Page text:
The Pitch: In the thick of World War II, Commandant Rudolf Höss (Christian Friedel), his wife Hedwig (Sandra Hüller), and their pack of happy healthy children are lucky enough to live in the lovely Polish countryside. Just on the other side of the tall fence protecting Hedwig’s picturesque garden is Auschwitz, a death factory working at the height of its horrific powers to murder Jewish prisoners. And Hedwig is upset — because Rudolf is getting promoted, which means that they have to leave.
Candid Camera: Grounded and yet also experimental, cold at some points and intimate at others, The Zone of Interest is one of the year’s most deliberately challenging films, unafraid to explore one of humanity’s darkest moments from some unexpected angles. Working with the true story of the Höss family as well as Martin Amis’s 2014 novel, Jonathan Glazer’s fourth feature film never blinks as it looks into the hearts of its characters, discovering all the ways in which ordinary people can become capable of extraordinary evil.
The title references the term used by the Nazis to describe the immediate area surrounding Auschwitz, which we never escape: For much of the film, Glazer embeds the audience with the Höss family, enabled by the use of many cameras throughout the two-story house built specifically for the production, on land just 200 yards from where the original Hoss family house stood. With the whole house wired for sound and the cameras able to capture long scenes simultaneously, Glazer and cinematographer Łukasz Żal create a sense of voyeurism that creeps under the skin, making it all the more chilling when its characters reveal the ugliest parts of themselves.
While initially, life in the Höss house seems relatively prosaic, details quickly emerge to make it clear how non-ordinary these circumstances are. Hedwig models a beautiful fur coat without questioning what happened to its original owner. One of the Höss sons plays with a collection of gold teeth. During a coffee klatch in the kitchen, one of Hedwig’s friends jokes about discovering a diamond hidden in some toothpaste.
“They are very clever,” one of the other woman says — no confusion on who is meant by “they.”
“I’ve ordered more toothpaste, because you never know,” the first woman replies. And then, they laugh.
What It Means to Look Away: This isn’t a playful film, but it’s also not a traditional one, as Glazer experiments with night vision sequences and manipulates sound to establish the horrors on the other side of the fence. One of the film’s boldest choices comes close to the end, with a sequence that bends time (but not space) to put on display the full scope of what Rudolf was overseeing. Meanwhile, one short sequence simply features a close-up on Christian Friedel’s face while, all around him, we hear the chaos of the camp — women and children screaming, officers shouting, and too many gunshots. He never flinches, though. It’s just another day at work.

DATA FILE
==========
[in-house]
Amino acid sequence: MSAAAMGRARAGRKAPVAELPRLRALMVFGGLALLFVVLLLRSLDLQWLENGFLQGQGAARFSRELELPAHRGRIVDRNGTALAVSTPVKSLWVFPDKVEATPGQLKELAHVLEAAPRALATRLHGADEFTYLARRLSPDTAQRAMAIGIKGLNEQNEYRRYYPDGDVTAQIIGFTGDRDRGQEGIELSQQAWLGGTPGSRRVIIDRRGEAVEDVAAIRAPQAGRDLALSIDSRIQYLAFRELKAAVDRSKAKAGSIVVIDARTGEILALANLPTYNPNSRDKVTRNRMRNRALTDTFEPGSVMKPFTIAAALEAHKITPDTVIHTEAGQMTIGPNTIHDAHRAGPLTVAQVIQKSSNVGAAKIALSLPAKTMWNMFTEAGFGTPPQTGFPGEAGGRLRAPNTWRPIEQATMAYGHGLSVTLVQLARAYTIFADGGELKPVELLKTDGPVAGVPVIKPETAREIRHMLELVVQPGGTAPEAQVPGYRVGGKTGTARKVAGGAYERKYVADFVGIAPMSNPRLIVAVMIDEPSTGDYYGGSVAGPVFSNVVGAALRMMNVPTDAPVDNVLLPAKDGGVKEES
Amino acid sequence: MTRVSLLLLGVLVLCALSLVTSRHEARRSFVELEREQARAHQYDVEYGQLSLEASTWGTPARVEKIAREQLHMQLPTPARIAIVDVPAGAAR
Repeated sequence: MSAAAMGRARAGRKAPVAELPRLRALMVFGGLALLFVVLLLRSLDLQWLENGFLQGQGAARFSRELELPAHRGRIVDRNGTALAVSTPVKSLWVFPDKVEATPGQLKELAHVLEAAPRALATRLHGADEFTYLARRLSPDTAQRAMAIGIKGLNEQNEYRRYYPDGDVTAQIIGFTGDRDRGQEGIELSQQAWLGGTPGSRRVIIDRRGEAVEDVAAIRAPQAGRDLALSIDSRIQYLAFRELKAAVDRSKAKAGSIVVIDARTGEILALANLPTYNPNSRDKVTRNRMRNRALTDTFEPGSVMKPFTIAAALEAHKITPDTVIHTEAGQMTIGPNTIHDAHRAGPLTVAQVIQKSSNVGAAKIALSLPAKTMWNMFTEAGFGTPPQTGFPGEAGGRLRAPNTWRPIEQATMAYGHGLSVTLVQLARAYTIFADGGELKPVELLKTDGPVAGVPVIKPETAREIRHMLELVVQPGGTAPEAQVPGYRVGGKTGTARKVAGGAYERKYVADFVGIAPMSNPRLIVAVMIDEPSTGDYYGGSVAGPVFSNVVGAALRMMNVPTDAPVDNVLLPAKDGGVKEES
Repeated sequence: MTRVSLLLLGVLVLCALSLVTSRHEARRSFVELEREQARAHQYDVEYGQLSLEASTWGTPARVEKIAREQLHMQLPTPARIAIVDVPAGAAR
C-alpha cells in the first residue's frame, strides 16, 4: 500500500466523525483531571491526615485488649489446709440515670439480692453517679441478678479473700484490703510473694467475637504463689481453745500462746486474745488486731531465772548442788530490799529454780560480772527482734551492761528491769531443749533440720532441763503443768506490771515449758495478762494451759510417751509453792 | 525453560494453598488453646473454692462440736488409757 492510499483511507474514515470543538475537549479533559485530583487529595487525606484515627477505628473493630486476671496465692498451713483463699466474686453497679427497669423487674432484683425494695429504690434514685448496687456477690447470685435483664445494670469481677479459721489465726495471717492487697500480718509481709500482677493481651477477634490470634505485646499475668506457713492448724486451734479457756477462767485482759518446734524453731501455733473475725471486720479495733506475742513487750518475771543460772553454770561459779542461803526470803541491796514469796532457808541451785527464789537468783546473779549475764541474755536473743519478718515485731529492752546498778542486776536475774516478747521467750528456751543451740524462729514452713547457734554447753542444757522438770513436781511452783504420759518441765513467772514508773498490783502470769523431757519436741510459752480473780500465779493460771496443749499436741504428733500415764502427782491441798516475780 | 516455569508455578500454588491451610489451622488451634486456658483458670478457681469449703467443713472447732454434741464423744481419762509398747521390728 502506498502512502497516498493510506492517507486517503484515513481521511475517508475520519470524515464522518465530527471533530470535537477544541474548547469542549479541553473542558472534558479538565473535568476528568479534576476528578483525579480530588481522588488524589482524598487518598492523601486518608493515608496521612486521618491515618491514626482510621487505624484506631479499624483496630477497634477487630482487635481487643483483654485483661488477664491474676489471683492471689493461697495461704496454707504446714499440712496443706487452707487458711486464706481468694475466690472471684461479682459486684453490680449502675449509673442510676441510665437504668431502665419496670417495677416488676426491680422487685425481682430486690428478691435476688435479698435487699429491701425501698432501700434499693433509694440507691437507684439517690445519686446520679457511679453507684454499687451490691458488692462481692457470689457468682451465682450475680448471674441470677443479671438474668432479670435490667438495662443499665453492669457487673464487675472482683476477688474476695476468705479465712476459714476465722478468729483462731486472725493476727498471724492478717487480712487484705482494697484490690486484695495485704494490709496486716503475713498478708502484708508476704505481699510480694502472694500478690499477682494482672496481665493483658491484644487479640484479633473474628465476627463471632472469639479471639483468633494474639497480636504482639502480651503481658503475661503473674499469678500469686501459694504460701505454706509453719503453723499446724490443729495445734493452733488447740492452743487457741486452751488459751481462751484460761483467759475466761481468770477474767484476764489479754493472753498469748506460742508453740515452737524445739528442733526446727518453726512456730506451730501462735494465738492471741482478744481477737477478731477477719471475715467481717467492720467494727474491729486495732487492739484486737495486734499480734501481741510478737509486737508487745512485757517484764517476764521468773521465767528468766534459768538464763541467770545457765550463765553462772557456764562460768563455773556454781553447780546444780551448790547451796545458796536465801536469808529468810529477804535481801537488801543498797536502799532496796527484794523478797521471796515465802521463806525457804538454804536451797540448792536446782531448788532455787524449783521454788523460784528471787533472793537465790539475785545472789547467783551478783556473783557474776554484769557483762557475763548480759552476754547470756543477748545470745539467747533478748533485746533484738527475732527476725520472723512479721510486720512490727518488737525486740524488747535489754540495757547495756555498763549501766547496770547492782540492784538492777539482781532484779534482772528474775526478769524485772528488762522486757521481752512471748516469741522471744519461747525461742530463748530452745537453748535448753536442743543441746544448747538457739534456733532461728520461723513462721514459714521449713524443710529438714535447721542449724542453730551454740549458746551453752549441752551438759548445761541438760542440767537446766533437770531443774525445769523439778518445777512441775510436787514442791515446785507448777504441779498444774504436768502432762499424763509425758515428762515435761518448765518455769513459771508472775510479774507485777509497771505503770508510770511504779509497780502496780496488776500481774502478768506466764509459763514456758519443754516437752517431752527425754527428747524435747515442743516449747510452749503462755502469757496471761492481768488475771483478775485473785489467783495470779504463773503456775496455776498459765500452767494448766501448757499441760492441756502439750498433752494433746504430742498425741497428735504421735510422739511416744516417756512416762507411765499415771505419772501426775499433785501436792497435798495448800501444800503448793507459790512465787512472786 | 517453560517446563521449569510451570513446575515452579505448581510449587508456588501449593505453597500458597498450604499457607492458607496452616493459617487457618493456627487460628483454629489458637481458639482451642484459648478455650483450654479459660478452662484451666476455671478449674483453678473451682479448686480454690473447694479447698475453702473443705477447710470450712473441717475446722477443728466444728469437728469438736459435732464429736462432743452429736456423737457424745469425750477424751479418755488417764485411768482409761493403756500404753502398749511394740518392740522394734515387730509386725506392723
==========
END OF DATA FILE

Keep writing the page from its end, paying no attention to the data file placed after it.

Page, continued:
While Friedel gives a committed, measured performance, it’s Sandra Hüller who owns the film, a powerhouse actress who’s also extraordinary in this year’s Anatomy of a Fall. It takes a huge well of empathy as an actor to portray a person so devoid of it this well; Hüller is fearless in this regard, creating a portrait in just how much one’s own self-centeredness can warp a soul. Hedwig seems at times indifferent, maybe even ignorant of what’s really going on on the other side of the garden wall — until, that is, she threatens a Jewish servant with death in the camp. She knows exactly what’s going on. She just doesn’t care.
The Verdict: The Zone of Interest isn’t the first World War II project to mine how mass murder became so banal for officers of the Third Reich; yet it proves shockingly effective, largely by stepping back and letting its characters reveal their true nature. They’re not monsters, they’re just humans, who have been conditioned to treat an entire population as “other” and thus unmoved by their suffering. There are many kinds of evil to be found in the human soul, but indifference on this scale is one that deserves more consideration.
It would be nice to live in a world where movies like The Zone of Interest felt redundant. But sadly, there’s still far too many reasons why we need films like this. Just looking at the headlines every day serves as a reminder that history’s greatest atrocities came about not just because of active hatred, but something far more complex: bigotry and self-delusion and fear and selfishness, boiling together to enable our worst. The Zone of Interest isn’t a fun movie to watch. It is, however, essential.
Where to Watch: The Zone of Interest is in theaters now.